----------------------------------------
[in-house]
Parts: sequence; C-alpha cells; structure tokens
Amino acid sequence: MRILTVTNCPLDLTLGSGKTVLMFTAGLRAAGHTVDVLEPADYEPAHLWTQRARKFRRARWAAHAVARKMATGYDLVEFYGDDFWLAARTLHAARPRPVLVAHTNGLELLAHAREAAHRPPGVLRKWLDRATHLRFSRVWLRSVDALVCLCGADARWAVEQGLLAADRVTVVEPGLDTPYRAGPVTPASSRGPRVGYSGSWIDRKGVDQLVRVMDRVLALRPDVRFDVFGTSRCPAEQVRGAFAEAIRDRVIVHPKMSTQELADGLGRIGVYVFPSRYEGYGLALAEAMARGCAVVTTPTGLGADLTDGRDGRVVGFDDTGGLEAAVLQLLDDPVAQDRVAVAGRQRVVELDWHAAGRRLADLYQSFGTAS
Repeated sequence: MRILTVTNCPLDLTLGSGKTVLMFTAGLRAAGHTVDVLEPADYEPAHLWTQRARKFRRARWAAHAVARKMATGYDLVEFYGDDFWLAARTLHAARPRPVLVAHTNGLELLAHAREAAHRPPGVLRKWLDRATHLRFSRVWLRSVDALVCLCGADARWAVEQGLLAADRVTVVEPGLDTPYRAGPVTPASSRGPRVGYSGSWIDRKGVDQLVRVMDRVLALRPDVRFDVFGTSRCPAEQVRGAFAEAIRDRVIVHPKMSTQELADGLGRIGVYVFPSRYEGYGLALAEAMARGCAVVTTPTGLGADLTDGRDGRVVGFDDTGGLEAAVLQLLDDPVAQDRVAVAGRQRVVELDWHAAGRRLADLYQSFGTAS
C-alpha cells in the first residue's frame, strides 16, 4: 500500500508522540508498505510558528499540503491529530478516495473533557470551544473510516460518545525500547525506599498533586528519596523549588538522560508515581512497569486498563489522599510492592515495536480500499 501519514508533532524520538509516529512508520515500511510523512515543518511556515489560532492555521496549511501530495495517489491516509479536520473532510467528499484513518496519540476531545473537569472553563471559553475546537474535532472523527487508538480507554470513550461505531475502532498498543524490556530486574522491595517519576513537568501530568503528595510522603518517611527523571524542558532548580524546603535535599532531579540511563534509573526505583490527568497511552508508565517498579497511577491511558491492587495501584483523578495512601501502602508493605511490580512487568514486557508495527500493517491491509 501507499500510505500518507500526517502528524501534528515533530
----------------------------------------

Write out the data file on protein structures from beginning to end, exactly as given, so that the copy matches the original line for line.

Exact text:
[in-house]
Parts: sequence; C-alpha cells; structure tokens
Amino acid sequence: MRILTVTNCPLDLTLGSGKTVLMFTAGLRAAGHTVDVLEPADYEPAHLWTQRARKFRRARWAAHAVARKMATGYDLVEFYGDDFWLAARTLHAARPRPVLVAHTNGLELLAHAREAAHRPPGVLRKWLDRATHLRFSRVWLRSVDALVCLCGADARWAVEQGLLAADRVTVVEPGLDTPYRAGPVTPASSRGPRVGYSGSWIDRKGVDQLVRVMDRVLALRPDVRFDVFGTSRCPAEQVRGAFAEAIRDRVIVHPKMSTQELADGLGRIGVYVFPSRYEGYGLALAEAMARGCAVVTTPTGLGADLTDGRDGRVVGFDDTGGLEAAVLQLLDDPVAQDRVAVAGRQRVVELDWHAAGRRLADLYQSFGTAS
Repeated sequence: MRILTVTNCPLDLTLGSGKTVLMFTAGLRAAGHTVDVLEPADYEPAHLWTQRARKFRRARWAAHAVARKMATGYDLVEFYGDDFWLAARTLHAARPRPVLVAHTNGLELLAHAREAAHRPPGVLRKWLDRATHLRFSRVWLRSVDALVCLCGADARWAVEQGLLAADRVTVVEPGLDTPYRAGPVTPASSRGPRVGYSGSWIDRKGVDQLVRVMDRVLALRPDVRFDVFGTSRCPAEQVRGAFAEAIRDRVIVHPKMSTQELADGLGRIGVYVFPSRYEGYGLALAEAMARGCAVVTTPTGLGADLTDGRDGRVVGFDDTGGLEAAVLQLLDDPVAQDRVAVAGRQRVVELDWHAAGRRLADLYQSFGTAS
C-alpha cells in the first residue's frame, strides 16, 4: 500500500508522540508498505510558528499540503491529530478516495473533557470551544473510516460518545525500547525506599498533586528519596523549588538522560508515581512497569486498563489522599510492592515495536480500499 501519514508533532524520538509516529512508520515500511510523512515543518511556515489560532492555521496549511501530495495517489491516509479536520473532510467528499484513518496519540476531545473537569472553563471559553475546537474535532472523527487508538480507554470513550461505531475502532498498543524490556530486574522491595517519576513537568501530568503528595510522603518517611527523571524542558532548580524546603535535599532531579540511563534509573526505583490527568497511552508508565517498579497511577491511558491492587495501584483523578495512601501502602508493605511490580512487568514486557508495527500493517491491509 501507499500510505500518507500526517502528524501534528515533530